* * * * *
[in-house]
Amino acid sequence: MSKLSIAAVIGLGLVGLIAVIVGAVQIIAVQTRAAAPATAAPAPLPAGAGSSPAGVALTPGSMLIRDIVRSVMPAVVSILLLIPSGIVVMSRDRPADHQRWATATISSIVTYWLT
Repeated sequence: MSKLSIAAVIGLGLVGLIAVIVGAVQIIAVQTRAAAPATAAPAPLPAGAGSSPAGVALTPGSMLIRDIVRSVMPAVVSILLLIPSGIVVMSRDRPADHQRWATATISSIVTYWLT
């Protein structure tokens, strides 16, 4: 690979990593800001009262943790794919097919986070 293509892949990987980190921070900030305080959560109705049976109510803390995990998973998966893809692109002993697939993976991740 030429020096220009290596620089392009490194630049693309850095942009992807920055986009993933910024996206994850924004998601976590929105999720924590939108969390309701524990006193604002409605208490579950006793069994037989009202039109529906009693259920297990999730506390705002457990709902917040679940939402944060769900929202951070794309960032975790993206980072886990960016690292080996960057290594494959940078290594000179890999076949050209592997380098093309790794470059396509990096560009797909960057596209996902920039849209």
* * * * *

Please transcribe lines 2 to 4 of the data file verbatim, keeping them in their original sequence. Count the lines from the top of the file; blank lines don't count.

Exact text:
Amino acid sequence: MSKLSIAAVIGLGLVGLIAVIVGAVQIIAVQTRAAAPATAAPAPLPAGAGSSPAGVALTPGSMLIRDIVRSVMPAVVSILLLIPSGIVVMSRDRPADHQRWATATISSIVTYWLT
Repeated sequence: MSKLSIAAVIGLGLVGLIAVIVGAVQIIAVQTRAAAPATAAPAPLPAGAGSSPAGVALTPGSMLIRDIVRSVMPAVVSILLLIPSGIVVMSRDRPADHQRWATATISSIVTYWLT
């Protein structure tokens, strides 16, 4: 690979990593800001009262943790794919097919986070 293509892949990987980190921070900030305080959560109705049976109510803390995990998973998966893809692109002993697939993976991740 030429020096220009290596620089392009490194630049693309850095942009992807920055986009993933910024996206994850924004998601976590929105999720924590939108969390309701524990006193604002409605208490579950006793069994037989009202039109529906009693259920297990999730506390705002457990709902917040679940939402944060769900929202951070794309960032975790993206980072886990960016690292080996960057290594494959940078290594000179890999076949050209592997380098093309790794470059396509990096560009797909960057596209996902920039849209």